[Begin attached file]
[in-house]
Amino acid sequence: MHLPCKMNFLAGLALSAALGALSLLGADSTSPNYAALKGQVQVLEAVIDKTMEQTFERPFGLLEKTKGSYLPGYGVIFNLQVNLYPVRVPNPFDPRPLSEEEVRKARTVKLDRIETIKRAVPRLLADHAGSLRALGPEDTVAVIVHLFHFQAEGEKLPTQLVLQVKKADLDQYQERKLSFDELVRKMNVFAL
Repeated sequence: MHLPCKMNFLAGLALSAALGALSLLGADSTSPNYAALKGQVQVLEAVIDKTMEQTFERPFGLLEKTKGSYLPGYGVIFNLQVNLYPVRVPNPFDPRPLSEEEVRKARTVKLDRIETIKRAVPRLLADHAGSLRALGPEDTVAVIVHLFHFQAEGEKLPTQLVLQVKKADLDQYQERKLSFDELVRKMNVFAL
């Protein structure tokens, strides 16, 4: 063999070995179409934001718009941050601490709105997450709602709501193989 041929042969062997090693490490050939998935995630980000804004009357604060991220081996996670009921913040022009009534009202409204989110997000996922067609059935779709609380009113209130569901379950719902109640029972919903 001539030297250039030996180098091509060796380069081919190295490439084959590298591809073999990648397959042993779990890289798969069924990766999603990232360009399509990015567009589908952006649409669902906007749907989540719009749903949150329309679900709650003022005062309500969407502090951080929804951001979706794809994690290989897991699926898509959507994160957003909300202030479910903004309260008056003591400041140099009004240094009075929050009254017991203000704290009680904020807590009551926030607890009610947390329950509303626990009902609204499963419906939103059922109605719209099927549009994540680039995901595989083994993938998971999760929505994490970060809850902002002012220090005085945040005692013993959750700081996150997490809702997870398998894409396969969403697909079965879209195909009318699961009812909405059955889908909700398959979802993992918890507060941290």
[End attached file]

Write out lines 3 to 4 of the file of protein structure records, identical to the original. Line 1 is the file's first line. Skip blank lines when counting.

Repeated sequence: MHLPCKMNFLAGLALSAALGALSLLGADSTSPNYAALKGQVQVLEAVIDKTMEQTFERPFGLLEKTKGSYLPGYGVIFNLQVNLYPVRVPNPFDPRPLSEEEVRKARTVKLDRIETIKRAVPRLLADHAGSLRALGPEDTVAVIVHLFHFQAEGEKLPTQLVLQVKKADLDQYQERKLSFDELVRKMNVFAL
């Protein structure tokens, strides 16, 4: 063999070995179409934001718009941050601490709105997450709602709501193989 041929042969062997090693490490050939998935995630980000804004009357604060991220081996996670009921913040022009009534009202409204989110997000996922067609059935779709609380009113209130569901379950719902109640029972919903 001539030297250039030996180098091509060796380069081919190295490439084959590298591809073999990648397959042993779990890289798969069924990766999603990232360009399509990015567009589908952006649409669902906007749907989540719009749903949150329309679900709650003022005062309500969407502090951080929804951001979706794809994690290989897991699926898509959507994160957003909300202030479910903004309260008056003591400041140099009004240094009075929050009254017991203000704290009680904020807590009551926030607890009610947390329950509303626990009902609204499963419906939103059922109605719209099927549009994540680039995901595989083994993938998971999760929505994490970060809850902002002012220090005085945040005692013993959750700081996150997490809702997870398998894409396969969403697909079965879209195909009318699961009812909405059955889908909700398959979802993992918890507060941290």